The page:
We are reminded that Debs cannot prevail if Northeastern "honestly believed in the nondiscriminatory reasons it offered, even if the reasons are foolish or trivial or even baseless." Hartley v. Wisconsin Bell, Inc., 124 F.3d 887, 890 (7th Cir.1997); see also Kariotis v. Navistar Int'l Transp. Corp., 131 F.3d 672, 677 (7th Cir.1997) (stating that "a reason honestly described but poorly founded is not a pretext as that term is used in the law of discrimination"); Wolf, 77 F.3d at 919 (defining pretext as "more than a mistake on the part of the employer; pretext means a lie, specifically a phony reason for some action" (quotation omitted)). This Court has established that it "does not sit as a super-personnel department that reexamines an entity's business decisions." Dale v. Chicago Tribune Co., 797 F.2d 458, 464 (7th Cir.1986). Instead, our task is to determine "whether the employer gave an honest explanation of its behavior." Pollard v. Rea Magnet Wire Co., 824 F.2d 557, 560 (7th Cir.1987). Given the independent investigation by Taylor as well as the independent review by the Merit Board, we find unpersuasive Debs' attacks on the substance and reasonableness of Northeastern's reasons for pursuing disciplinary action against him.
Our decision is bolstered by the fact that Debs' only evidence that age animus motivated the adverse employment actions is Kish's remarks asking Debs when he thought he might retire, and "statements to the effect of [Debs] being too old to continue working at the Heating Plant." Debs Aff. para. 17. A supervisor asking about a projected retirement date does not give us reason to question Northeastern's reliance on the independent investigator's report. As to Debs' assertion that Kish made comments "to the effect" that he was too old to continue working, this allegation reflects only Debs' subjective understanding of Kish's remarks. An employee's subjective understanding of a comment cannot alone support an inference of age animus. See Chiaramonte v. Fashion Bed Group, Inc., 129 F.3d 391, 401 (7th Cir.1997), cert. denied, --- U.S. ----, 118 S.Ct. 1795, 140 L.Ed.2d 936 (1998). Without evidence of the comment itself, instead of merely Debs' interpretation of it, we cannot find sufficient evidence to establish pretext. We therefore conclude that Debs has not met his burden, and the district court properly granted Northeastern's motion for summary judgment on the ADEA claim.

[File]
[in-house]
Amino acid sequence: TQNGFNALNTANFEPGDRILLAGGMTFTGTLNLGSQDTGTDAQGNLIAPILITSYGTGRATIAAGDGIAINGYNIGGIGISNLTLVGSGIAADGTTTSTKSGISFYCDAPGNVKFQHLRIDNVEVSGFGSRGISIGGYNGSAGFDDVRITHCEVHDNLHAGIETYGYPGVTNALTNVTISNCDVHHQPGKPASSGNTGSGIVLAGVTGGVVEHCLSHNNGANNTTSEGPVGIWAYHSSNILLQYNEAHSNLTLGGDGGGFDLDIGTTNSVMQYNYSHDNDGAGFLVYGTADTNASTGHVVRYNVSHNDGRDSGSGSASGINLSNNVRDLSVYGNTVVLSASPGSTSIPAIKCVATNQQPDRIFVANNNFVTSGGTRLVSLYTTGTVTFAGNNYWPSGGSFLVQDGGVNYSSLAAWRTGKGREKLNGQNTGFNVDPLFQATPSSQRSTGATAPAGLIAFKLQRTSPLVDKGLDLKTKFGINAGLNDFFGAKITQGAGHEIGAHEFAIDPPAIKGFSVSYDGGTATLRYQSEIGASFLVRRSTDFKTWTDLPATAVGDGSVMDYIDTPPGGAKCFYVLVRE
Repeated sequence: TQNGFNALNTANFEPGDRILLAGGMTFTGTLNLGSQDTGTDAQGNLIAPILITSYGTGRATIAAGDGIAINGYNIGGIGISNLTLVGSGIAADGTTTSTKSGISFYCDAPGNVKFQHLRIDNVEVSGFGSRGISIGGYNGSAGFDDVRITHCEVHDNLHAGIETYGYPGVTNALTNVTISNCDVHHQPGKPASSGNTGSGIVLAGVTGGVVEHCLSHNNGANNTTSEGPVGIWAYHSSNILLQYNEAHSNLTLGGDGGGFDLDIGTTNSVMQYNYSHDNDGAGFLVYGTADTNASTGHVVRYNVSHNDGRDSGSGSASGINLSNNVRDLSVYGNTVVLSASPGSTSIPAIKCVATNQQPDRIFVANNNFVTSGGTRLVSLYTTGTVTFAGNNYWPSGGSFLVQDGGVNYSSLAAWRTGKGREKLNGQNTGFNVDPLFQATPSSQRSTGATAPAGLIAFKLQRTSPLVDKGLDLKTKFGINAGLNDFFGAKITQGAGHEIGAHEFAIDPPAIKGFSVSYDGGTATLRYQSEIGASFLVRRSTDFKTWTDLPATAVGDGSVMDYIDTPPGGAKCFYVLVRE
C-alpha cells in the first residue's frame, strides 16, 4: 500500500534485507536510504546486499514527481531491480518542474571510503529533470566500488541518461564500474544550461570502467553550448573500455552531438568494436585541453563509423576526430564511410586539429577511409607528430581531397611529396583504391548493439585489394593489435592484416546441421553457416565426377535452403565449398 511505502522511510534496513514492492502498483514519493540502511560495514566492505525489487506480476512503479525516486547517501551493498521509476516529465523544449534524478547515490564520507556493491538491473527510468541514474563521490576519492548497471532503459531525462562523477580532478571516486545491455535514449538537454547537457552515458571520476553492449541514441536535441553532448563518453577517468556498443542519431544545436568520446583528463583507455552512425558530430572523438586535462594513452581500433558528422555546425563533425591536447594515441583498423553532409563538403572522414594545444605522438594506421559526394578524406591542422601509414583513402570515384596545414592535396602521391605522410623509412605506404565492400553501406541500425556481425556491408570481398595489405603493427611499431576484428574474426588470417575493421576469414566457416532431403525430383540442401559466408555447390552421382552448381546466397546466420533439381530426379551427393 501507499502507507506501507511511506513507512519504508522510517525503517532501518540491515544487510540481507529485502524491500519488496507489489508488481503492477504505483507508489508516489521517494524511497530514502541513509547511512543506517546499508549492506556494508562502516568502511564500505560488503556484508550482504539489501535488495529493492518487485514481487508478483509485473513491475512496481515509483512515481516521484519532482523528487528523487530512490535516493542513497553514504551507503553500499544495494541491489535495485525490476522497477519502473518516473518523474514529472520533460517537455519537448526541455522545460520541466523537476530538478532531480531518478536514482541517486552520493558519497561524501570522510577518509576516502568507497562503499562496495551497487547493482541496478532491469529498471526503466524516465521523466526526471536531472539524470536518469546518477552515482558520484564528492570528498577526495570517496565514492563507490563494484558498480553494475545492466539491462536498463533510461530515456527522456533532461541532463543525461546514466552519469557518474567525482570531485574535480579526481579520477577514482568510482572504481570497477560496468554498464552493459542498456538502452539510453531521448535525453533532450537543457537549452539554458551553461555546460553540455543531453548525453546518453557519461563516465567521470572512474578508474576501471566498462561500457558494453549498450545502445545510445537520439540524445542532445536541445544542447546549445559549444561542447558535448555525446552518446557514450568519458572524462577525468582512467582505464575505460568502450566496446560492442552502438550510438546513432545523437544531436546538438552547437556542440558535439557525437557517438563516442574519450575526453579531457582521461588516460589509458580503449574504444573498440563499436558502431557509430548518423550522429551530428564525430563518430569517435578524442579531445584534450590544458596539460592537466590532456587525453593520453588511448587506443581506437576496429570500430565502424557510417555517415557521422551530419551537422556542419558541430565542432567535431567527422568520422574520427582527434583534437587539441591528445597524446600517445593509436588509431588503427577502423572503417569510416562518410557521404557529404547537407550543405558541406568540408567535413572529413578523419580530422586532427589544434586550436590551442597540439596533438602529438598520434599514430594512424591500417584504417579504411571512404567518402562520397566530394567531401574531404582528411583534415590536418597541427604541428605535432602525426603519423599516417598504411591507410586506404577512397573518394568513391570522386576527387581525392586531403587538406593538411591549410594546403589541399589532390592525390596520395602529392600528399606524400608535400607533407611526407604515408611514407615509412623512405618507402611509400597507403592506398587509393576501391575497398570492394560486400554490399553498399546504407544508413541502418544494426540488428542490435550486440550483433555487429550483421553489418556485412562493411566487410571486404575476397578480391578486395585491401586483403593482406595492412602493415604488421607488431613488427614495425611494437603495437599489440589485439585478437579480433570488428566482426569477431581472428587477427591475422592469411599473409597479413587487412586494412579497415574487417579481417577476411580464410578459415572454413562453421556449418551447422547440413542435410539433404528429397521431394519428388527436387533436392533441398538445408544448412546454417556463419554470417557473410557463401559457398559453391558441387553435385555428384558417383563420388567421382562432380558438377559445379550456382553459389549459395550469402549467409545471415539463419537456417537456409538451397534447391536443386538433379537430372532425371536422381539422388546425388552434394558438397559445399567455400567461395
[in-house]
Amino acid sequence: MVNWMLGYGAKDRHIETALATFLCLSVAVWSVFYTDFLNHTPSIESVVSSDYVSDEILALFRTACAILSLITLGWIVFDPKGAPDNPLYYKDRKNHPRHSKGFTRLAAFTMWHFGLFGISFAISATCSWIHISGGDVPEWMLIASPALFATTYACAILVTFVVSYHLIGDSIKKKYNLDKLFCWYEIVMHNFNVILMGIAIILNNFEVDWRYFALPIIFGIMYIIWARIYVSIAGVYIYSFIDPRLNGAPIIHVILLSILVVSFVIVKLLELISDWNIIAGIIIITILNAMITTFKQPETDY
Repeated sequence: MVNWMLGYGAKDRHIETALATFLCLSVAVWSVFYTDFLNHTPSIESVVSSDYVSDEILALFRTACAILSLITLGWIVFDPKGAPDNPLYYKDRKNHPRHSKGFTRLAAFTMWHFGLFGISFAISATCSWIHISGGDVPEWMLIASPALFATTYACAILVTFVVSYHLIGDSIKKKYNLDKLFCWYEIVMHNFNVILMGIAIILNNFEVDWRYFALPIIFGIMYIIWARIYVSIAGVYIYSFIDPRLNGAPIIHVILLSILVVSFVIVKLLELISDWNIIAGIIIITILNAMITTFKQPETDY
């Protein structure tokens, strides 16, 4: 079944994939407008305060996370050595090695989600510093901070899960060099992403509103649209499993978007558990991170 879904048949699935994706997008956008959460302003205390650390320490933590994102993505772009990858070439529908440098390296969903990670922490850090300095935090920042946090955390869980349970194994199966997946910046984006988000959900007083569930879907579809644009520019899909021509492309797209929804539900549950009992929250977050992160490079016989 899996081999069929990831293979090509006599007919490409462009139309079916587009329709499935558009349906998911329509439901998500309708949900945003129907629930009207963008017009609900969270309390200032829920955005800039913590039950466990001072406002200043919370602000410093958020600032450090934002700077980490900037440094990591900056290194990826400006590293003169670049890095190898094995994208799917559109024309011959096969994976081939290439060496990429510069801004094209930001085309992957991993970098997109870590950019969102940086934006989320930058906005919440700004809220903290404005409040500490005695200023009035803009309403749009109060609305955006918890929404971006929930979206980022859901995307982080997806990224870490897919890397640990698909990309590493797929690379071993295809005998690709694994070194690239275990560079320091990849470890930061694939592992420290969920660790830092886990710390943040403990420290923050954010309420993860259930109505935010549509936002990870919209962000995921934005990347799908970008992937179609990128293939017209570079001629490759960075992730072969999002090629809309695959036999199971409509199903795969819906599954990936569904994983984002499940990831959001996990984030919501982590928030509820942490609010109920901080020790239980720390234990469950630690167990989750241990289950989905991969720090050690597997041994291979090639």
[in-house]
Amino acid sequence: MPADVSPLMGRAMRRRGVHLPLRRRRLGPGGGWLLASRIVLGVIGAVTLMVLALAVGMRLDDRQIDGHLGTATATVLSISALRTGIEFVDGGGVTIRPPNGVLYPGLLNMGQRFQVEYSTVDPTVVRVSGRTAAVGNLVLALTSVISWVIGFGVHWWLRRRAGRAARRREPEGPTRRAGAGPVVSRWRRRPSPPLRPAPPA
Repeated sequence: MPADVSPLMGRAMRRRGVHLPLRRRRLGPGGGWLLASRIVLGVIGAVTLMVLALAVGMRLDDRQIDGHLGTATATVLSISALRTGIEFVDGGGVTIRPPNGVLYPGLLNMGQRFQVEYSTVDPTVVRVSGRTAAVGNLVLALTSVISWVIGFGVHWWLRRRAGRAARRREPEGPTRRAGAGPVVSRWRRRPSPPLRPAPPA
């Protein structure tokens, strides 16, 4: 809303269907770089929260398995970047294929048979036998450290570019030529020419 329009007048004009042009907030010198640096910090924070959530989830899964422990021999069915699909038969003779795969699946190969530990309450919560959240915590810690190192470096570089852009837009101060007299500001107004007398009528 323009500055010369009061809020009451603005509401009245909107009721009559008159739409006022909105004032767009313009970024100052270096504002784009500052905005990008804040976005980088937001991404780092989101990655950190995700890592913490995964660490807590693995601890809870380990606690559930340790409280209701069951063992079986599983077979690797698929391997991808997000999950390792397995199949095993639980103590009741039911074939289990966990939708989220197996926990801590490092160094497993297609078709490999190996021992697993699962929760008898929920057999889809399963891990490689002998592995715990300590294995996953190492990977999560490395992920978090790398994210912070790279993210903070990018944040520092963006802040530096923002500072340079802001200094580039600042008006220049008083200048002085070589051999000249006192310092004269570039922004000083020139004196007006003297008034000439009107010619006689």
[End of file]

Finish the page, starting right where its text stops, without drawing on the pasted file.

D. Debs' Retaliation Claim
Debs also alleges that his demotion was in retaliation for his filing a charge of discrimination with the EEOC in violation of 42 U.S.C. § 2000e-3. To demonstrate a prima facie case of retaliation, Debs must show that "1) [he] engaged in statutorily protected activity; 2) he suffered an adverse action; and 3) there is a causal link between the protected activity and the adverse action." Essex v. United Parcel Serv., Inc., 111 F.3d 1304, 1309 (7th Cir.1997). While we have serious doubts as to whether Debs could make the requisite showing of a causal nexus, we will assume Debs has made out a prima facie case. As in the ADEA context, this production shifts the burden to the employer to articulate a legitimate nondiscriminatory reason for the adverse action. Northeastern has done so, see supra. Thus once again the battle is fought on the ground of pretext.
Debs offers no new evidence that the reasons Northeastern gave are pretextual; instead he relies on the timing of the adverse actions to suggest that Northeastern must have been retaliating against him for filing the EEOC charge. It is true that Northeastern initiated the demotion proceedings after Debs filed his charge, but the adverse employment actions against Debs had begun long before the EEOC filing. We have no reason to believe that the termination proceedings were legitimate but the subsequent demotion proceedings were not. Although the action proceeded in two stages, they were both part of a single effort to discipline Debs for his misconduct. We therefore find no evidence to suggest that Northeastern's proffered reasons are pretextual, and we hold that the district court also properly granted Northeastern summary judgment on Debs' retaliation claim.
For the forgoing reasons, we AFFIRM the decision of the district court.
This Circuit has employed various formulations of the fourth element, "largely as a result of 'the different types of age discrimination cases that arise.' " Mills v. First Fed. Sav. & Loan Ass'n, 83 F.3d 833, 843 n. 6 (7th Cir.1996) (quoting Gadsby v. Norwalk Furniture Corp., 71 F.3d 1324, 1331 (7th Cir.1995)). Because we resolve this case on the basis of pretext and assume satisfaction of the prima facie case, we have no reason to examine "the various permutations and requirements associated with the fourth and final element." Id